New York Times Reporting by Yan Zhuang
After days of riots in the Solomon Islands during which protesters called for Prime Minister Manasseh Sogavare to resign, set buildings ablaze and looted stores, authorities on Saturday said they had found the bodies of three people in a burned-out building.
They are the first reported deaths after days of violent protests in Honiara, the nation’s capital. The three bodies, which were burned, had been found in the remains of one store in the Chinatown district, a police spokesperson said. Police were investigating the deaths, the spokesperson said.
It’s unclear if the deaths are directly linked to the protests, but they come after officials in China have urged the Solomon Islands to protect Chinese citizens and businesses. Honiara’s Chinatown was one of the areas most heavily targeted by protesters.
The decision by the Solomon Islands’ central government to switch its diplomatic relationship from Taiwan to China in 2019 was the driving force behind the protests, according to experts, with the move exacerbating social and political fault lines dividing the nation.
Many of the protesters came from Malaita, the country’s most populous island, to the island of Guadalcanal, where the capital is. The strained relationship between the two islands, over a perceived unequal distribution of economic resources and development that has left Malaita one of the poorest provinces in the nation, stretches back decades. Its provincial government has maintained a relationship with Taiwan in contravention of the central government’s decision to diplomatically align with Beijing.
On Wednesday, a planned demonstration turned violent as protesters stormed Parliament calling for Sogavare’s resignation. On the streets, they clashed with police officers, who used tear gas and fired shots. Demonstrators burned down a police station, a high school and numerous buildings in Chinatown. They looted stores and tried to ransack Sogavare’s personal residence before being pushed back by police.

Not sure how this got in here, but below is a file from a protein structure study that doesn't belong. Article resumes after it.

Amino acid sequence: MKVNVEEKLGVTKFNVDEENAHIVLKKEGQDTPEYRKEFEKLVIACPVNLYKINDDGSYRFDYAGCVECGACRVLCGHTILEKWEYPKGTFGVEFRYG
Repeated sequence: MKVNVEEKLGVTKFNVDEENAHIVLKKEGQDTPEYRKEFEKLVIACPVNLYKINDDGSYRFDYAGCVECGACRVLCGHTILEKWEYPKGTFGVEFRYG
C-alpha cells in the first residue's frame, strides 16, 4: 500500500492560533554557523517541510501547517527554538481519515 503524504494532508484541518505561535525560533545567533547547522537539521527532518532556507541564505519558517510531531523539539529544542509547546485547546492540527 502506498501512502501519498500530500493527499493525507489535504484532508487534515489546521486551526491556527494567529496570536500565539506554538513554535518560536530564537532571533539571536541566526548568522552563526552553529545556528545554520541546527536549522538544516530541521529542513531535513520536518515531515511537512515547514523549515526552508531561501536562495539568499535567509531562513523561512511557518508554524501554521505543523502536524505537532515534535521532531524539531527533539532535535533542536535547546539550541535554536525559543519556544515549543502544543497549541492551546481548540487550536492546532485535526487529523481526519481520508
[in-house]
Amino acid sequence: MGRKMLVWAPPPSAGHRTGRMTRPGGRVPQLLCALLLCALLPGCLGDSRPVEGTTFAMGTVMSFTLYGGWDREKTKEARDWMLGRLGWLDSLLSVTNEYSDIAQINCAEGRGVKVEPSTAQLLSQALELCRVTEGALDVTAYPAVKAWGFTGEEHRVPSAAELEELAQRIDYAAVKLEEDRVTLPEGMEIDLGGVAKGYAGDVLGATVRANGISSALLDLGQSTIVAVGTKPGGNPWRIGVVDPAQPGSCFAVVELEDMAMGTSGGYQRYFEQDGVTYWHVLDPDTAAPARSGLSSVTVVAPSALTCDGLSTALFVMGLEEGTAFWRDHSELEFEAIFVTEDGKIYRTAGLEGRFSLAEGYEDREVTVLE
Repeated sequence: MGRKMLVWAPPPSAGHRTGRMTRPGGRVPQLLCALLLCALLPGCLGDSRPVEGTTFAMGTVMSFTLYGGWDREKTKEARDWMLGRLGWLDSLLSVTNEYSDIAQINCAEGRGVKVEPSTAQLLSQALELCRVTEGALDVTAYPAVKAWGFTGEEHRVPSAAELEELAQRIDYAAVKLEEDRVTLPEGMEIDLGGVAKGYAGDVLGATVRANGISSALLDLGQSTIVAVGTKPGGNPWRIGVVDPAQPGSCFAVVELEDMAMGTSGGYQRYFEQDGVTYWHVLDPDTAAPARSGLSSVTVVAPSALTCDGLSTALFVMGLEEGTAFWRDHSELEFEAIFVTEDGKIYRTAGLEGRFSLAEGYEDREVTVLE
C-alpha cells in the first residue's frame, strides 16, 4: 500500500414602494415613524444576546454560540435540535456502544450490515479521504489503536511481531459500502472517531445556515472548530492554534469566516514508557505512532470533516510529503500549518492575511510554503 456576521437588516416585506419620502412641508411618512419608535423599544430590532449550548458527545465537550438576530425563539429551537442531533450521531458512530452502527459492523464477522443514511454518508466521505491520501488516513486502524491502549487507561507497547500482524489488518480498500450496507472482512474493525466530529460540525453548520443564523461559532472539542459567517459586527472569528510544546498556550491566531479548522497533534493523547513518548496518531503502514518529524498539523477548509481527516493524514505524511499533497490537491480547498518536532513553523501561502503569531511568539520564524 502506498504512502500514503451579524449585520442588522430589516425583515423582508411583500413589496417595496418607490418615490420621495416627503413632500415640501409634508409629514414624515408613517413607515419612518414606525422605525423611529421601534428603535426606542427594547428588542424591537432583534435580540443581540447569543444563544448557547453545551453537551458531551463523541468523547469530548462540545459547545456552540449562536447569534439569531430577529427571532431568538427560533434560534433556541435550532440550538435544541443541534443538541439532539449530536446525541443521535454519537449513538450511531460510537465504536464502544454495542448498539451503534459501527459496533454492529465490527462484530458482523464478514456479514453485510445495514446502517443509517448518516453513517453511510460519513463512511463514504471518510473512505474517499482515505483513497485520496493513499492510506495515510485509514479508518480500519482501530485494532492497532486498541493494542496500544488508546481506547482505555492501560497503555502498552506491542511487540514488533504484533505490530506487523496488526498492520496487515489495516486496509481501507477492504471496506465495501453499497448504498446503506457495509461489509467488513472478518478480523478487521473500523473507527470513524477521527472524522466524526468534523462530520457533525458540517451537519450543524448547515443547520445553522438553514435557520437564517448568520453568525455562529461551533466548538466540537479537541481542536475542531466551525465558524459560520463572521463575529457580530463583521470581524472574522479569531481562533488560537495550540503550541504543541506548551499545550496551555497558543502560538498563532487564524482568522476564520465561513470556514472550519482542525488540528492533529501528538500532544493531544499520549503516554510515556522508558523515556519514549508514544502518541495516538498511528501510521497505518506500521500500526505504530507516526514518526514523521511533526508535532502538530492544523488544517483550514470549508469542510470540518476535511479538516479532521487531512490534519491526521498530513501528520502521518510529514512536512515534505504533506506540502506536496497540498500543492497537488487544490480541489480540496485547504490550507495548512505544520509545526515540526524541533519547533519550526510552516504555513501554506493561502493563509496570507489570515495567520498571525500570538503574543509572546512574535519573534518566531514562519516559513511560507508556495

As the protests raged, opposition parliamentarians and Daniel Suidani, the premier of Malaita, intensified calls for Sogavare to step down. But he has refused, saying, “If I am removed as prime minister, it will be on the floor of Parliament.”
The Chinese Embassy called on Chinese residents in Honiara to shut their businesses and hire security guards, while a spokesperson for China’s foreign ministry said that China was “taking all necessary measures to safeguard the safety and lawful rights and interests of Chinese citizens and institutions in Solomon Islands.”
Police said Saturday that they had arrested more than 100 people in relation to the riots and the police commissioner appealed for residents to “respect each other, as well as our visiting friends from abroad.”
On Saturday morning, the rioting had largely stopped and the streets were quiet, according to local journalists and social media, and police officers and peacekeeping troops patrolled the streets. Australia sent around 100 police officers and soldiers Thursday and Friday to help stabilize the situation, and Papua New Guinea sent 35 police and correctional service personnel Friday.
More than 1,500 Asian migrants have reportedly been displaced by the turmoil, according to the United Nations Office for the Coordination of Humanitarian Affairs.
This article originally appeared in The New York Times
Article: c.2021 The New York Times Company
Images: © Commonwealth of Australia, Department of Defence